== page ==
Born in England, but transplanted to Newfoundland when she was very young, Kathleen Winter credits libraries with kick starting her interest in writing.
“We moved around a bit and in one village the only library was ‘the bookmobile,’ a van filled with books that came to town once a week – I loved that van,” Winter says. “I got lost in the worlds of books and knew early on that I wanted to create worlds of my own, in the way these writers were doing. It felt natural and beguiling to me from the start.”
She says her next big push came from a high school English teacher named Art Griffin.
“He had a shelf of great books that he loaned to us, books not in the school library. He gave us good writing assignments, open-ended ones. I remember that for one of his assignments, he allowed me to write a long story on a scroll of paper someone had salvaged for me from the pulp and paper mill in our town. It was salmon coloured paper and it must have been 12 feet long. I filled it up with a story about a shadow that came to life,” she says.
Winter began her career by writing scripts and songs for the Canadian content segments of Sesame Street, and also became a columnist for The Telegram in St. John’s, Newfoundland.
By 1987 she had written a novella, Where is Mario; four years later there was a collection of pieces about life on The Rock called The Road Along the Shore – An Island Shore Journal. After that, her husband contracted cancer, and the family’s struggle is chronicled in The Necklace of Occasional Dreams (1997).
The short stories that made up the collection boYs came together in 2007 and won her that year’s Winterset Award and the Metcalf-Rooke Award
Her first full-length novel, Annabel, was published in 2010. It won her the Thomas Head Raddall Award, and was shortlisted for the Scotiabank Giller Prize, the Rogers Trust Fiction Prize and the Governor General’s Award. Later, it was a Canada Reads nominee.
More nominations followed for a collection of stories, The Freedom in American Songs and her nonfiction book, Boundless: Tracing Land and Dream in the New Northwest Passage, both published in 2014. The latter book was shortlisted for the 2014 Hilary Weston Writers’ Trust Prize for Nonfiction.
She approaches prose writing much like her early love of poetry.
“I have an affinity for line, rhythm, mystery and gaps, or leaps in meaning. I guess a problem for me, in writing long prose work, is that I tend to like leaving holes, unanswered questions, and odd-shaped structures and chambers in the work. I think it’s quite a lot of work for my editors to coax me to create structures that hold up and are not too ephemeral.”
She likes deadlines, but not outlines. She’ll work hard at a project, but says, “I have to feel I’m on an adventure and anything could happen.”
Winter says that persistence is even more important that talent.
In a number of interviews she professes to love the outdoors and moving about, and has written a whole essay about the dangers of sitting down too long while working on Annabel.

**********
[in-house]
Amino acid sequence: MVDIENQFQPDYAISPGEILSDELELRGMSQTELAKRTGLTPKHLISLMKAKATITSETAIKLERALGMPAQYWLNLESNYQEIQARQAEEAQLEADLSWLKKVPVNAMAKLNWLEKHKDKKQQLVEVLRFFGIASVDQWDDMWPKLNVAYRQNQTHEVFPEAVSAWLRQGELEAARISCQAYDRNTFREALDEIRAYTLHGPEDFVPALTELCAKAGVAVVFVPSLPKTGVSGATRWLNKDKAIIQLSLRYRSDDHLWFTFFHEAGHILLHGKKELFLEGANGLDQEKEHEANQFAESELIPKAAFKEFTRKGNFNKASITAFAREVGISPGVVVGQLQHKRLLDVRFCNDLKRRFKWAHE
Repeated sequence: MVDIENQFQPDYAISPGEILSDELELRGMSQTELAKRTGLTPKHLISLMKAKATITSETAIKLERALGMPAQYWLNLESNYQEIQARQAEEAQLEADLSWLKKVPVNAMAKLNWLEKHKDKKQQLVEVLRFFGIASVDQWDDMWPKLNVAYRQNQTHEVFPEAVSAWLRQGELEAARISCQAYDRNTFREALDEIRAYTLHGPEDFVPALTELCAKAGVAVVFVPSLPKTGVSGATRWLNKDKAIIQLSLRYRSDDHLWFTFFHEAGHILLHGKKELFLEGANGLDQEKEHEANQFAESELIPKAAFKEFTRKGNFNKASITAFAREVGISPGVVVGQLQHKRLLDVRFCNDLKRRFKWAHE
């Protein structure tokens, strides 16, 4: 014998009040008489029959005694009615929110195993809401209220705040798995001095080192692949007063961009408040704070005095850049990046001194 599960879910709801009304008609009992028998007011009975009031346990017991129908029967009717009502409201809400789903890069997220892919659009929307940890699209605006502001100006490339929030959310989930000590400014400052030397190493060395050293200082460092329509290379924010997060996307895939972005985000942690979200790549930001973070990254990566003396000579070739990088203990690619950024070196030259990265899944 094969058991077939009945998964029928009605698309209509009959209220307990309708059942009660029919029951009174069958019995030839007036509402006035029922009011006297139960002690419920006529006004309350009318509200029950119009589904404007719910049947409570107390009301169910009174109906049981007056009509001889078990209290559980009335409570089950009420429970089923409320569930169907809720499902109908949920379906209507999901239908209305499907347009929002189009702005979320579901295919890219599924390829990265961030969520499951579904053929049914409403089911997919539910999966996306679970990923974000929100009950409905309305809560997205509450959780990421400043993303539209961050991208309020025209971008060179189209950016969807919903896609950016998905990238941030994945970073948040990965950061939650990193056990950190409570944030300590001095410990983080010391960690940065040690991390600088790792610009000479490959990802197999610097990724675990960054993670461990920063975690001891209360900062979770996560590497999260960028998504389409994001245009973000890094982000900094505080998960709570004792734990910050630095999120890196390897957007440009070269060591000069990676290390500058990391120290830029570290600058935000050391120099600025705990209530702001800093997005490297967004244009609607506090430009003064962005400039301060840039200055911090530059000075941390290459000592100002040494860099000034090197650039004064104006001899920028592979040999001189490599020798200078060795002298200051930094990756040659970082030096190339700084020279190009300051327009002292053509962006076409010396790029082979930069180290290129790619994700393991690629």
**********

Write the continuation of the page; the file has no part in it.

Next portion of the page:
“I am looking forward to the land, to the light, to openness of geography and of people,” she says. “I have an idea that I will find the Yukon exhilarating.”
She likes working with students and finds that exciting.
“I don’t impose my vision on students. I like to ask, listen, wait, and then, gradually, make something together, or stand back and offer a guiding nudge while students conduct their own true exploration. Every student has his or her own particular voice, and it’s important to me to listen for that voice and respect it.”
Winter will be one of the four mentor writers at this year’s edition of the Young Authors’ Conference, being held as part of the Yukon Writers’ Festival at F.H. Collins High School on May 4 and 5.
This is the first of of a five part series by Dan Davidson about the professional authors participating in the Yukon Writers’ Festival and the Young Authors Conference during the first week of May.
Yukon Writers’ Festival
In 1990, a number of organizations joined together to meld the Young Authors’ Conference and the National Book Festival into a more far-reaching Yukon Writers’ Festival to highlight the Canadian literary arts in the Yukon.
The current sponsors of the events are Yukon Education and Yukon Public Libraries.
Five writers, usually with one from the Yukon, are engaged to participate in the week long series of events.
The Public Libraries’ author is sent outside the capital to a different set of rural sites each year. This year J.B. MacKinnon will visit Dawson City, Faro, Pelly Crossing and Teslin, presenting the theme “Rewilding the World”. In addition he will be participating with the four YAC writers in an evening of readings and music at the Haines Junction Public Library.
The four YAC mentors – Jamie Bastedo, Kelly Milner, Sheri-D Wilson, and Kathleen Winter – will hold workshops for two days at F.H. Collins High School, and will also participate in a reading and reception at the Kwanlin Dun Cultural Centre on the Wednesday evening.